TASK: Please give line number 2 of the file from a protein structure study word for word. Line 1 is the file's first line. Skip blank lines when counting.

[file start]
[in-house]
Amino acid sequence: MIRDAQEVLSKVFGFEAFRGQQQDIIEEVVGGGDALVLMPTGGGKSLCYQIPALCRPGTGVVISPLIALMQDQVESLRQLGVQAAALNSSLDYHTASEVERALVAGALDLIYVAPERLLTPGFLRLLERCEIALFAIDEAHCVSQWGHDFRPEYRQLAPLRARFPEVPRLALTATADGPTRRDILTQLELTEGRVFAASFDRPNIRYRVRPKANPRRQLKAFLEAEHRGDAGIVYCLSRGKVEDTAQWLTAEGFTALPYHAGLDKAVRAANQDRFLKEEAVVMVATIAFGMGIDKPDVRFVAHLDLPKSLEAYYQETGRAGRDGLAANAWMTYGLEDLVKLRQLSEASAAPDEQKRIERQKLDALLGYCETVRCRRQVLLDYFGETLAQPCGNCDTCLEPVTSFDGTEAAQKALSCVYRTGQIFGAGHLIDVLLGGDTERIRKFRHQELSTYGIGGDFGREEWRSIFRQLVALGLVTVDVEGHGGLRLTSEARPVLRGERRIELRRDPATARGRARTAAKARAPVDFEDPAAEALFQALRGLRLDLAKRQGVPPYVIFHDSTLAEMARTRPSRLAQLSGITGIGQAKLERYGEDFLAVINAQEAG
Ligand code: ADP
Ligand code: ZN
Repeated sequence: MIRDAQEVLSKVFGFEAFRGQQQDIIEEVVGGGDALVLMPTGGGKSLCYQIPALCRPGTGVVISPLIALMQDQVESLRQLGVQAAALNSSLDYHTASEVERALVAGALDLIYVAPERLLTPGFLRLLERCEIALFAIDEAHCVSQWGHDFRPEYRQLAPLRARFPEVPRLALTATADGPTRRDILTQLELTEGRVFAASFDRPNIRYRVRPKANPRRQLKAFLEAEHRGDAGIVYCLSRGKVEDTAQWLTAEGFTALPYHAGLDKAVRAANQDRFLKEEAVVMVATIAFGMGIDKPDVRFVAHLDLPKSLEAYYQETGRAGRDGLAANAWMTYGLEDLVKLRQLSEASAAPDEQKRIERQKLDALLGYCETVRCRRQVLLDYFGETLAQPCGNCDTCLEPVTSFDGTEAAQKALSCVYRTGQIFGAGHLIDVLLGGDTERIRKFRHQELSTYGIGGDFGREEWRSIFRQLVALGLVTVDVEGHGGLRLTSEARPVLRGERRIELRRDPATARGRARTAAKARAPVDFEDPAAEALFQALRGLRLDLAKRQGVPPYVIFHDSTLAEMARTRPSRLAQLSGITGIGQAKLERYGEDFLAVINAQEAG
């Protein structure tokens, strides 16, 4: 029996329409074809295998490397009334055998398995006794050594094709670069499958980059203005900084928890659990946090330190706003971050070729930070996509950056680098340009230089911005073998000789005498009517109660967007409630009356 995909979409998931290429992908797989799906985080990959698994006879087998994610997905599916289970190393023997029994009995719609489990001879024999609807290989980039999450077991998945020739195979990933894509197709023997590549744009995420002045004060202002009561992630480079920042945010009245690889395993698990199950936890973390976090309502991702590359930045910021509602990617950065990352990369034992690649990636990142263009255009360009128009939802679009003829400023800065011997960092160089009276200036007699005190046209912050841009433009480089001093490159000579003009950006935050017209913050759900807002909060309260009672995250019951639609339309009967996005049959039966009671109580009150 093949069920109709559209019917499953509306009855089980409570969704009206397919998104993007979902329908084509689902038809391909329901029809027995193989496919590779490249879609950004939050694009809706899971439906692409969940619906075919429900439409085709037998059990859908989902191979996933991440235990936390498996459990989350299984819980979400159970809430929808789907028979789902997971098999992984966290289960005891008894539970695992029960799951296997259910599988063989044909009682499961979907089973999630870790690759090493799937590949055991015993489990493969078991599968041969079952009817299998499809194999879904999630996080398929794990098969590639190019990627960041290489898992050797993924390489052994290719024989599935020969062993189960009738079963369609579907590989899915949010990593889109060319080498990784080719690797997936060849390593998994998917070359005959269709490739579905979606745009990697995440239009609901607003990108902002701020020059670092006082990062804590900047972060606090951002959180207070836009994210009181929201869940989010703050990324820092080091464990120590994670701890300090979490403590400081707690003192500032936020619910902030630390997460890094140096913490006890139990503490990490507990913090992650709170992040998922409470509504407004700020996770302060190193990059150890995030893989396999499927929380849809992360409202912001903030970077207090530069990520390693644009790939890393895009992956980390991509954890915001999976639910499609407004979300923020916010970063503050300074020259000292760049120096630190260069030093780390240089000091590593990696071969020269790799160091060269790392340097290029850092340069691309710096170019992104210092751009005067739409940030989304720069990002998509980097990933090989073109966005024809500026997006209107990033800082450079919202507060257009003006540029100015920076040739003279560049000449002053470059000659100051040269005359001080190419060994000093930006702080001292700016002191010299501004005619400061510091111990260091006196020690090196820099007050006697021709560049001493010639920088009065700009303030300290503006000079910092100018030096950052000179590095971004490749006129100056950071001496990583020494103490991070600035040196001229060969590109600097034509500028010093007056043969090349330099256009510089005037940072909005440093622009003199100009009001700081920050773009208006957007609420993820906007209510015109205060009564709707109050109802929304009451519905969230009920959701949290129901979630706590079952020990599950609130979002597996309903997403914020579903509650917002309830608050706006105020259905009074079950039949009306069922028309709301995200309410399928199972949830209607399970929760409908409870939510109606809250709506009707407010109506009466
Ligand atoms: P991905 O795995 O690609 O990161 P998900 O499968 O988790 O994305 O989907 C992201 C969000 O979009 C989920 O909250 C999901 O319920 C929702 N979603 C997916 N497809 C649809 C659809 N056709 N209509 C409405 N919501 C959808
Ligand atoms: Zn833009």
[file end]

Amino acid sequence: MIRDAQEVLSKVFGFEAFRGQQQDIIEEVVGGGDALVLMPTGGGKSLCYQIPALCRPGTGVVISPLIALMQDQVESLRQLGVQAAALNSSLDYHTASEVERALVAGALDLIYVAPERLLTPGFLRLLERCEIALFAIDEAHCVSQWGHDFRPEYRQLAPLRARFPEVPRLALTATADGPTRRDILTQLELTEGRVFAASFDRPNIRYRVRPKANPRRQLKAFLEAEHRGDAGIVYCLSRGKVEDTAQWLTAEGFTALPYHAGLDKAVRAANQDRFLKEEAVVMVATIAFGMGIDKPDVRFVAHLDLPKSLEAYYQETGRAGRDGLAANAWMTYGLEDLVKLRQLSEASAAPDEQKRIERQKLDALLGYCETVRCRRQVLLDYFGETLAQPCGNCDTCLEPVTSFDGTEAAQKALSCVYRTGQIFGAGHLIDVLLGGDTERIRKFRHQELSTYGIGGDFGREEWRSIFRQLVALGLVTVDVEGHGGLRLTSEARPVLRGERRIELRRDPATARGRARTAAKARAPVDFEDPAAEALFQALRGLRLDLAKRQGVPPYVIFHDSTLAEMARTRPSRLAQLSGITGIGQAKLERYGEDFLAVINAQEAG